Annada Mangal

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Annapurna (sitting on throne) giving alms to Shiva (standing at left), a scene from Annada Mangal, colour lithograph, 1895.

Annada Mangal (Bengali: অন্নদামঙ্গল), or Nutan Mangal (Bengali: নূতনমঙ্গল), is a Bengali narrative poem in three parts by Bharatchandra Ray, written in 1752-53.[1] It eulogizes Hindu goddess Annapurna, a form of Parvati, worshipped in Bengal. It is the only poem in medieval Mangalkavya tradition that does not create a separate subgenre as no other poet ever ventured to praise Annapurna in their works.[2]

Annada Mangal is divided into three Books: Annada Mangal or Annada Mahatmya, Bidya Sundar or Kalika Mangal and Mansingh or Annapurna Mangal.[3] Annada Mangal or Annada Mahatmya has three separate narratives. The first narrative describes the stories of Shiva and Dakshayani, the birth of Parvati, the marriage of Shiva and Parvati, the founding of Varanasi and Parvati’s staying in Varanasi as Annapurna.[3] The second narrative describe Vyasa’s attempt to found Vyasakashi and his subsequent failure while the third narrative describes the story of Hari Hor and Bhabananda Majumdar, the ancestors of Krishna Chandra Roy, king of Nadia and Bharatchandra’s patron.[3] Bidya Sundar, borrowed from the legend of Princess Bidya of Bardhaman and Prince Sundar of Kanchi, is a popular love story, which, in later years, was frequently adopted for stage.[3] This part belongs to Kalika Mangal, a minor subgenre of Mangalkavya. Mansingh or Annapurna Mangal is a historical narrative of Mansingh, Bhabananda Majumdar and Pratapaditya of Jessore.[3]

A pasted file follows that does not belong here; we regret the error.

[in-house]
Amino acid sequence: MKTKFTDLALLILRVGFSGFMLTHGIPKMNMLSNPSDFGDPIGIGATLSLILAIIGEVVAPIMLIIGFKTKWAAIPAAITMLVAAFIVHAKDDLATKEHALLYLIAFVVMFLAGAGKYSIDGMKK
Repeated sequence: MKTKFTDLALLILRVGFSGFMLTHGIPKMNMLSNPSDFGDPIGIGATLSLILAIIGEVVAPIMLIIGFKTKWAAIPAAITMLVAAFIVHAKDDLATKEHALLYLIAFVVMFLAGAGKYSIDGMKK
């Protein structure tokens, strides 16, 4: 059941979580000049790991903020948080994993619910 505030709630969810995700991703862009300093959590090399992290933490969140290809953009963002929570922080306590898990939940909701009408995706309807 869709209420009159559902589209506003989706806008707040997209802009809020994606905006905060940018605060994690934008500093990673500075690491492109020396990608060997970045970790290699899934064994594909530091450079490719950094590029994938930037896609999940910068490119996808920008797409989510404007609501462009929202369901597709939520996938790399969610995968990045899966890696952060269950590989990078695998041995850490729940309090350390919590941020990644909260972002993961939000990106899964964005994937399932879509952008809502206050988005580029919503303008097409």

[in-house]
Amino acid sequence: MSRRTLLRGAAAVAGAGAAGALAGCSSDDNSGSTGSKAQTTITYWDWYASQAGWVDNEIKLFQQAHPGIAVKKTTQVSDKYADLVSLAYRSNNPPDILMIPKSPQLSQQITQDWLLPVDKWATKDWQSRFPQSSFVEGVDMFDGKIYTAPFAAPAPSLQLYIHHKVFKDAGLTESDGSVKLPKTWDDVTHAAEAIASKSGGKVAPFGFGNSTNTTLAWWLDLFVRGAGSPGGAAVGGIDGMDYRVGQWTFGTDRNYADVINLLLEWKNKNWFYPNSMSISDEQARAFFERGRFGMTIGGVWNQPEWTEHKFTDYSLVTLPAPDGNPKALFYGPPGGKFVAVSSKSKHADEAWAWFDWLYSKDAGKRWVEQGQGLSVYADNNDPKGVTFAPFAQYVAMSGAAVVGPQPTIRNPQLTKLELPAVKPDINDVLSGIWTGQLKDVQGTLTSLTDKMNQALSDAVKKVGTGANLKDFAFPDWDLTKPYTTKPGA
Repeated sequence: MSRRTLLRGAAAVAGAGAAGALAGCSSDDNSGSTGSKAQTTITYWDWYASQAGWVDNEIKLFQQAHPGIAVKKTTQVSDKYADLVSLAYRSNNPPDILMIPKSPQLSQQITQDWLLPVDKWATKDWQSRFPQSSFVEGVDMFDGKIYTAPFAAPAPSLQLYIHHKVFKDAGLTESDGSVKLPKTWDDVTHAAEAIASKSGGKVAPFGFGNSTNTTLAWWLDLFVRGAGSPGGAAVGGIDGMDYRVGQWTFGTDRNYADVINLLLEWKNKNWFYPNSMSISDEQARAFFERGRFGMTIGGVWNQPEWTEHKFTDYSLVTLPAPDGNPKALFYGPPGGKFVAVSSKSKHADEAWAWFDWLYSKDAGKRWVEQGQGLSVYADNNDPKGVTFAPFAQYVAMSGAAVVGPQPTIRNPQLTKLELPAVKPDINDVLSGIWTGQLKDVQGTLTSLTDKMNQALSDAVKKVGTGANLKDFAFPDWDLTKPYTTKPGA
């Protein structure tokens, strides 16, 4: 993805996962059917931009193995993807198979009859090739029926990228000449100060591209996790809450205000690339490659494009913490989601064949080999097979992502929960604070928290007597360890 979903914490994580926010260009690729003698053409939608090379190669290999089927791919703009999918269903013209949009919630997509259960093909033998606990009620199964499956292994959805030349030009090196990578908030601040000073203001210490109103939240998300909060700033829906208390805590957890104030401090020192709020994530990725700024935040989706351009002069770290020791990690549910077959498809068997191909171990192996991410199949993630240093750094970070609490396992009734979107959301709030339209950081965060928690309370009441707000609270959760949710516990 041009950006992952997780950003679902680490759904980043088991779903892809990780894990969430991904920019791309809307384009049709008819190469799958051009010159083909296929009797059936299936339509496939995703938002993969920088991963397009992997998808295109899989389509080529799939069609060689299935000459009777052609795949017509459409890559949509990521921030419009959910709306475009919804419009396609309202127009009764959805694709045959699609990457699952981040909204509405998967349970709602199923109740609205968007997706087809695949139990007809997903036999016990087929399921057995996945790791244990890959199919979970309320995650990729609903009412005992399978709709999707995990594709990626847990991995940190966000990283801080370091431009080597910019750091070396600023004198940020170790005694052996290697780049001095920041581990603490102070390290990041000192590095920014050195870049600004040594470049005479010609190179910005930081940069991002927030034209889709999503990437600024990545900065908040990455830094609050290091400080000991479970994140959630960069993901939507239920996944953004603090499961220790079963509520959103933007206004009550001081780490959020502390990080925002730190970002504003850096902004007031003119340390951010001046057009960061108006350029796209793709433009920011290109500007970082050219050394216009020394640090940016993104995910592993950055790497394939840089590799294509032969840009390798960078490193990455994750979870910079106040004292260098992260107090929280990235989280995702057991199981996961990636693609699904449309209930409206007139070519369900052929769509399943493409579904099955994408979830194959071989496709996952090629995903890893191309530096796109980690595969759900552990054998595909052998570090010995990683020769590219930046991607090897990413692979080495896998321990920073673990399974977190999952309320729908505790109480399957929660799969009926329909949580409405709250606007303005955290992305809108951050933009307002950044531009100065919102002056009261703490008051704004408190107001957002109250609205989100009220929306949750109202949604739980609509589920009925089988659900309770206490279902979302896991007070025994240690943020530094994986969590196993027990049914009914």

The narratives are borrowed from various pouranic text, chronicles and legends including Kashi Khanda Upapurana,[2] Markandeya Purana,[3] Bhagavat Purana,[3] Chaurapanchashika by Bilhana,[3] Kshitishvangshavali Charitam[3] as well as popular hearsays. A lively use of Sanskrit metres and rhetoric is found in the poem.[1]

The surviving manuscripts of the text were dated from 1776 to 1829.[4] Annada Mangal was first published by Ganga Kishore Bhattacharya in 1816.[4] Iswar Chandra Vidyasagar’s edition of the poem (1853) is now considered as the standard one.[4] Some of its older manuscripts are now preserved in British Museum, London, Bibliothèque nationale de France, Paris, Asiatic Society, Kolkata and Vangiya Sahitya Parishad, Kolkata.[4]


  1. ^ a b Chatterjee, Dr Partha (2008). Bangla Sahitya Parichay [History of Bengali Literature] (in Bengali). Kolkata: Tulsi Prakashani. pp. 156–66. ISBN 81-89118-04-8. 
  2. ^ a b Gupta, Dr Kshetra (2001). Bangla Sahityer Sampurna Itihas [The Complete History of Bengali Literature] (in Bengali). Kolkata: Granthanilay. pp. 182–87. 
  3. ^ a b c d e f g h i Bandyopadhyay, Asit Kumar (2001) [1966]. Bangla Shityer Itibritta [History of Bengali Literature] (in Bengali). III-B (3rd ed.). Kolkata: Modern Book Agency Private Ltd. pp. 147–206. 
  4. ^ a b c d Goswami, Dr Madan Mohan, ed. (1961). Bharatchandra [A Selection of Bharatchandra's Works] (in Bengali) (3rd ed.). New Delhi: Sahitya Akademi. pp. 8–13. ISBN 81-260-2218-3. 

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